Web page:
These are the type of figures that will be very important down the line as lawmakers consider a fourth stimulus check.

At this point, I think it is too early to tell what direction they will go in but it doesn’t seem unlikely that they might consider an even more targeted approach based on how many people are still struggling.

H/T

=====

Well, you knew it was coming.

I’m referring to the talk about a fourth stimulus check.

For months, there have been some murmurings about providing relief to Americans beyond the third round of stimulus checks.

In fact, at one point 50 Democratic members of the House signed a letter asking President Biden to prioritize recurring direct checks.

As they stated in the letter:

“Another one-time round of checks would provide a temporary lifeline, but when that money runs out, families will once again struggle to pay for basic necessities. One more check is not enough during this public health and economic crisis.”

The idea of recurring checks was enticing to many people but the price tag of this initiative was just too astronomical even for Democrats.

(I wouldn’t be surprised to see this initiative proposed once again but I don’t see any possibility for passing.)

But now that the third round of checks have started to go out, we will likely start to hear more about a potential fourth round.

The interesting thing to keep an eye on it will be if Democrats would resort to the budget reconciliation process again.

Typically, budget reconciliation is only available one time a year but I recall seeing reports that because the 2020 budget was postponed, lawmakers would be able to resort to budget reconciliation two times in 2021.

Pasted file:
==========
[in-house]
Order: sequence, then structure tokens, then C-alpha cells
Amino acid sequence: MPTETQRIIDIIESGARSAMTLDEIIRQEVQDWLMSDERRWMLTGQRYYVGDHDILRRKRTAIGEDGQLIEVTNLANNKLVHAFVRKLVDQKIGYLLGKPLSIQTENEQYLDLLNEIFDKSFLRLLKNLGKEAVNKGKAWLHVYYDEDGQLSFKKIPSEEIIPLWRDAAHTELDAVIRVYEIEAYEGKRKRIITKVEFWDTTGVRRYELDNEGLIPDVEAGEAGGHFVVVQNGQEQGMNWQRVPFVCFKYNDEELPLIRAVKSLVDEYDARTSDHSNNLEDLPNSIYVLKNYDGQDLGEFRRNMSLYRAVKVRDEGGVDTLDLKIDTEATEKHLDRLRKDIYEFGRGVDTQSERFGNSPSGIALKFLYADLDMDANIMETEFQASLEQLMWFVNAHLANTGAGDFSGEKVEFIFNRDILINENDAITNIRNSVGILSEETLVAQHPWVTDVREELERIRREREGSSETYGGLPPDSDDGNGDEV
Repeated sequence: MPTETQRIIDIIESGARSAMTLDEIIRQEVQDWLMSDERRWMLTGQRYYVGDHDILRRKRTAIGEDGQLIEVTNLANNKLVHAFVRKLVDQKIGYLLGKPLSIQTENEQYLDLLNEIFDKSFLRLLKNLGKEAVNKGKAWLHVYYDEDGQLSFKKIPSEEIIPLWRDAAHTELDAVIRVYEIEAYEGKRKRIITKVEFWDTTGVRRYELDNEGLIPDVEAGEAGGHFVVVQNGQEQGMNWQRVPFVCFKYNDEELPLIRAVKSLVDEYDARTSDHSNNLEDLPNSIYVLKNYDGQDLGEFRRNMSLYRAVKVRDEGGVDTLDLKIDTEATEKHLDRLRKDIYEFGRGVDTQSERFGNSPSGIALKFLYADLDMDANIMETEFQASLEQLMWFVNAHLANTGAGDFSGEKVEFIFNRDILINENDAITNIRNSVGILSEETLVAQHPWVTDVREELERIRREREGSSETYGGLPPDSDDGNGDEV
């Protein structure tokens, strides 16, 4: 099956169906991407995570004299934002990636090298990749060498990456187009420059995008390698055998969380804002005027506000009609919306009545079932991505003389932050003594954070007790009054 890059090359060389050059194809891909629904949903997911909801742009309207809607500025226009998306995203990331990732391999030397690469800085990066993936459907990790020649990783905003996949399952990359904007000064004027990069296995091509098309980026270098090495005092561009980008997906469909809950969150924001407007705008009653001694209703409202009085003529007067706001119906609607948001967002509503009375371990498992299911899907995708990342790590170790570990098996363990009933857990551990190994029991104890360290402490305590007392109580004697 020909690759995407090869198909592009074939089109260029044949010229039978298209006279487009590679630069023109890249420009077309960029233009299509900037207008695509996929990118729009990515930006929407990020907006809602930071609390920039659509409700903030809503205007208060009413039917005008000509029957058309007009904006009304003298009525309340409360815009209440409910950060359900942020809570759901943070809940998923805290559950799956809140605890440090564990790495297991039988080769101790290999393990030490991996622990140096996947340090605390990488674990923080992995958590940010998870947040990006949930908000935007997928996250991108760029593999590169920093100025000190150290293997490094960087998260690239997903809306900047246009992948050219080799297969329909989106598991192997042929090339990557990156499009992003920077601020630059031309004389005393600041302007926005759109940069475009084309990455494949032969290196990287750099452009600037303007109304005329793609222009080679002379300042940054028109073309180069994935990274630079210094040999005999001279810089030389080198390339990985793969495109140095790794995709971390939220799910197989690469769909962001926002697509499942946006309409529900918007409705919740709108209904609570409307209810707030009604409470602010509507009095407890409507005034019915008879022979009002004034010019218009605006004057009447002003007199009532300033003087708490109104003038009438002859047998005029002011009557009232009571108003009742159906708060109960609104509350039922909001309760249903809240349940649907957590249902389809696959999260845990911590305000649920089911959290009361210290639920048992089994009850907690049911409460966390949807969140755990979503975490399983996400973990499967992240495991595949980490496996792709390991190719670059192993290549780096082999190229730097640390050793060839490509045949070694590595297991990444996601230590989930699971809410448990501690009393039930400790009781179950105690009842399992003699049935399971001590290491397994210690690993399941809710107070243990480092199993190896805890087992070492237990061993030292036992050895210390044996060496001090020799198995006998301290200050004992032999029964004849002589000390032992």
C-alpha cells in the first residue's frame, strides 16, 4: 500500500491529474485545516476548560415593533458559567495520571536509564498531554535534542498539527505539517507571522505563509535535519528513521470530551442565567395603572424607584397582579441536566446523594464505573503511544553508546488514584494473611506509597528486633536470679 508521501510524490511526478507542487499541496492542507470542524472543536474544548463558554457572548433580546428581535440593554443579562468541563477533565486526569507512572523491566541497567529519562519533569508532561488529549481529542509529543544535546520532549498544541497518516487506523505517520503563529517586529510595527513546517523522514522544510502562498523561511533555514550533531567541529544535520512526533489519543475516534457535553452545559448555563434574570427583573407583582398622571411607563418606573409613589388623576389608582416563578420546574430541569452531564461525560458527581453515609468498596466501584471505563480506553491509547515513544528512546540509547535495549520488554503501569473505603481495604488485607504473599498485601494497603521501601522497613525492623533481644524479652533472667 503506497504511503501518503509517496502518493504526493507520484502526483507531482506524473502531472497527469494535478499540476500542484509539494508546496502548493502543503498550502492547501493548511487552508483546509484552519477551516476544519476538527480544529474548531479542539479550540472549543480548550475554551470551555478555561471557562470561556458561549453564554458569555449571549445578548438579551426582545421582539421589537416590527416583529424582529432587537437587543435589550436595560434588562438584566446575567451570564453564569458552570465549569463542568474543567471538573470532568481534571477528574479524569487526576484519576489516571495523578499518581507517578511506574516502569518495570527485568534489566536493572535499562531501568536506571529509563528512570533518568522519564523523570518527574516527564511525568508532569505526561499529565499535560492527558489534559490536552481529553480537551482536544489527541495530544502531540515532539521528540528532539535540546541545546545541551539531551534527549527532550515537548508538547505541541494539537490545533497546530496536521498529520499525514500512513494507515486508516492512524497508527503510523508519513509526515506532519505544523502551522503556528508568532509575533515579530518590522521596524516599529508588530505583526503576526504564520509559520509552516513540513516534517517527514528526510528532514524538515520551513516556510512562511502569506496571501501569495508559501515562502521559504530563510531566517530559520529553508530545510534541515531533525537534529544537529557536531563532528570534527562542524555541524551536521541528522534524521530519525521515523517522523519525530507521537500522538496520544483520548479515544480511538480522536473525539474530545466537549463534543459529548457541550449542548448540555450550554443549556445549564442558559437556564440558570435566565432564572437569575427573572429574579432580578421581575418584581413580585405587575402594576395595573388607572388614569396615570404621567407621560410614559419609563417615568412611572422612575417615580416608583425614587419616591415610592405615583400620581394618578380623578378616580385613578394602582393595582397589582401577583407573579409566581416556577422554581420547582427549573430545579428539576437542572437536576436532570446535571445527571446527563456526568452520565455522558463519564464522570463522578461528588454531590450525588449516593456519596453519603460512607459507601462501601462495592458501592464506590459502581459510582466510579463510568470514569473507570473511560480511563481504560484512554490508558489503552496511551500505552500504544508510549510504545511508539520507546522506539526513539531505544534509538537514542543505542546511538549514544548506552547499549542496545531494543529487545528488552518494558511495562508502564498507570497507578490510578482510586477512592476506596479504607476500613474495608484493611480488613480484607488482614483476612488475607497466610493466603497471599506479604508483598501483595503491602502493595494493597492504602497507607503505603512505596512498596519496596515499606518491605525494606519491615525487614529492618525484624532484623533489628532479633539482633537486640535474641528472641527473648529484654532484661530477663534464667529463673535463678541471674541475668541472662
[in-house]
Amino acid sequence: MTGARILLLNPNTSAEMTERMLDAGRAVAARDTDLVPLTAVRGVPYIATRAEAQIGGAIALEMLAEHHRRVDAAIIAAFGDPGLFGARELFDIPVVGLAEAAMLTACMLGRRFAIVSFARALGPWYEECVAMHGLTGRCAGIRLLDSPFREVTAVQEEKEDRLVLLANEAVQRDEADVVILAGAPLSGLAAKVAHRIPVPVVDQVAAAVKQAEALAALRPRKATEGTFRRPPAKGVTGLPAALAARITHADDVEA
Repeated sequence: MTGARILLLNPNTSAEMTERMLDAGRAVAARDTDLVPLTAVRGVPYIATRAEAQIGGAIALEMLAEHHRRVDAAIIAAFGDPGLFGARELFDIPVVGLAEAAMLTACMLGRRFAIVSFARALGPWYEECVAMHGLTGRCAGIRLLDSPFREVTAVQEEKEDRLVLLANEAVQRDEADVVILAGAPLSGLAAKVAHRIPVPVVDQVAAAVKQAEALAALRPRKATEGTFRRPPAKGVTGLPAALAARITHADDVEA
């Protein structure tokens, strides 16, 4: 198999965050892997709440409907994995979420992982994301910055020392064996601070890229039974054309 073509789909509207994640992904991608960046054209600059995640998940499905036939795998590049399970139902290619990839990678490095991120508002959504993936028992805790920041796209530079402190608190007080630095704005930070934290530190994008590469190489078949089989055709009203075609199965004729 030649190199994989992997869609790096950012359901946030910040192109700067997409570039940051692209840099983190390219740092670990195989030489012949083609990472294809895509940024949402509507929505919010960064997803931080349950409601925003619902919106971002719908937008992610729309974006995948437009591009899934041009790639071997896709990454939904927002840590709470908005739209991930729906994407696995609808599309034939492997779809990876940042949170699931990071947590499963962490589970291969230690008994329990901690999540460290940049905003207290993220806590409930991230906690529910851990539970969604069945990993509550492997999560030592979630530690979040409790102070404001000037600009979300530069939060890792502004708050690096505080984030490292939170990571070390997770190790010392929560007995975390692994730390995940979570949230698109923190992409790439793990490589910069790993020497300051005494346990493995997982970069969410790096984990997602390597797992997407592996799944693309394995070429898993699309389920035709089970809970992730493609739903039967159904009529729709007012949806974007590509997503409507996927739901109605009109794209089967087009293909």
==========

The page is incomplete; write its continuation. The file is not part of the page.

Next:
“There will be an opportunity to repeat this process in 2021, since no fiscal year 2021 budget resolution was adopted in calendar year 2020. That would allow Congress to first take up the overdue budget resolution for fiscal year 2021, use that to generate an initial reconciliation bill, and then take up a budget resolution for fiscal year 2022 (which begins on October 1, 2021) to generate a second reconciliation bill.”

Via CBPP

It’s not clear to me how valid that claim was but if that is the case, Democrats would have a way to pass an additional round of stimulus checks without needing to win over Republicans who would never go for a fourth round.

It is still very early and millions of people are still waiting for the third stimulus check to hit. So we likely won’t hear a ton about this for a little while.

When the talks do start back up though I’m sure we will hear a lot about a package that would be even more targeted than what we have seen this last round.

It’s definitely something to keep an eye out for.

UponArriving has partnered with CardRatings for our coverage of credit card products. UponArriving and CardRatings may receive a commission from card issuers. Responses are not provided or commissioned by the bank advertiser. Responses have not been reviewed, approved or otherwise endorsed by the bank advertiser. It is not the bank advertiser’s responsibility to ensure all posts and/or questions are answered.

Leave a Reply

Your email address will not be published. Required fields are marked *